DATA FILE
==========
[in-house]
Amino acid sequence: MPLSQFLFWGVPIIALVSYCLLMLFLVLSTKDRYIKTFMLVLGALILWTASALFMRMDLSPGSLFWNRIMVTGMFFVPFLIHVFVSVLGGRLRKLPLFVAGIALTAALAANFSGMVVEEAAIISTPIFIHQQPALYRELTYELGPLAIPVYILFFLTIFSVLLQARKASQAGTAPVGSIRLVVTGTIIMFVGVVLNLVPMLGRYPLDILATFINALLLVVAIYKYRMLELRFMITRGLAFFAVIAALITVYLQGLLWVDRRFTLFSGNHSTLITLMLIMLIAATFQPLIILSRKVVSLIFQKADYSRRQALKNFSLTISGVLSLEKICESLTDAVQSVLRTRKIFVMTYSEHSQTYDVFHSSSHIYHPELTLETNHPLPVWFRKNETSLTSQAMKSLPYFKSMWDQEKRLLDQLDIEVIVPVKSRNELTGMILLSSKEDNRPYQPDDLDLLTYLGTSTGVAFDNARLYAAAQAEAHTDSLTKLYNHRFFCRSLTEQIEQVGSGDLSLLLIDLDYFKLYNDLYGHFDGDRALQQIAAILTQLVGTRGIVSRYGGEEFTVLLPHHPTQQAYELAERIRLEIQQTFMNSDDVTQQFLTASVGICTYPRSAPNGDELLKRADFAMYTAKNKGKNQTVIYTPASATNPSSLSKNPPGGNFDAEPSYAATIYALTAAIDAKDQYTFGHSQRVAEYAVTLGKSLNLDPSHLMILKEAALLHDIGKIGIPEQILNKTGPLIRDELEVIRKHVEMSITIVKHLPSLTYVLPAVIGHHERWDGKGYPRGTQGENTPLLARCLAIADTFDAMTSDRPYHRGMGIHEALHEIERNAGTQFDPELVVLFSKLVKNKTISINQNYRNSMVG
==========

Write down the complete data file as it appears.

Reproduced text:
[in-house]
Amino acid sequence: MPLSQFLFWGVPIIALVSYCLLMLFLVLSTKDRYIKTFMLVLGALILWTASALFMRMDLSPGSLFWNRIMVTGMFFVPFLIHVFVSVLGGRLRKLPLFVAGIALTAALAANFSGMVVEEAAIISTPIFIHQQPALYRELTYELGPLAIPVYILFFLTIFSVLLQARKASQAGTAPVGSIRLVVTGTIIMFVGVVLNLVPMLGRYPLDILATFINALLLVVAIYKYRMLELRFMITRGLAFFAVIAALITVYLQGLLWVDRRFTLFSGNHSTLITLMLIMLIAATFQPLIILSRKVVSLIFQKADYSRRQALKNFSLTISGVLSLEKICESLTDAVQSVLRTRKIFVMTYSEHSQTYDVFHSSSHIYHPELTLETNHPLPVWFRKNETSLTSQAMKSLPYFKSMWDQEKRLLDQLDIEVIVPVKSRNELTGMILLSSKEDNRPYQPDDLDLLTYLGTSTGVAFDNARLYAAAQAEAHTDSLTKLYNHRFFCRSLTEQIEQVGSGDLSLLLIDLDYFKLYNDLYGHFDGDRALQQIAAILTQLVGTRGIVSRYGGEEFTVLLPHHPTQQAYELAERIRLEIQQTFMNSDDVTQQFLTASVGICTYPRSAPNGDELLKRADFAMYTAKNKGKNQTVIYTPASATNPSSLSKNPPGGNFDAEPSYAATIYALTAAIDAKDQYTFGHSQRVAEYAVTLGKSLNLDPSHLMILKEAALLHDIGKIGIPEQILNKTGPLIRDELEVIRKHVEMSITIVKHLPSLTYVLPAVIGHHERWDGKGYPRGTQGENTPLLARCLAIADTFDAMTSDRPYHRGMGIHEALHEIERNAGTQFDPELVVLFSKLVKNKTISINQNYRNSMVG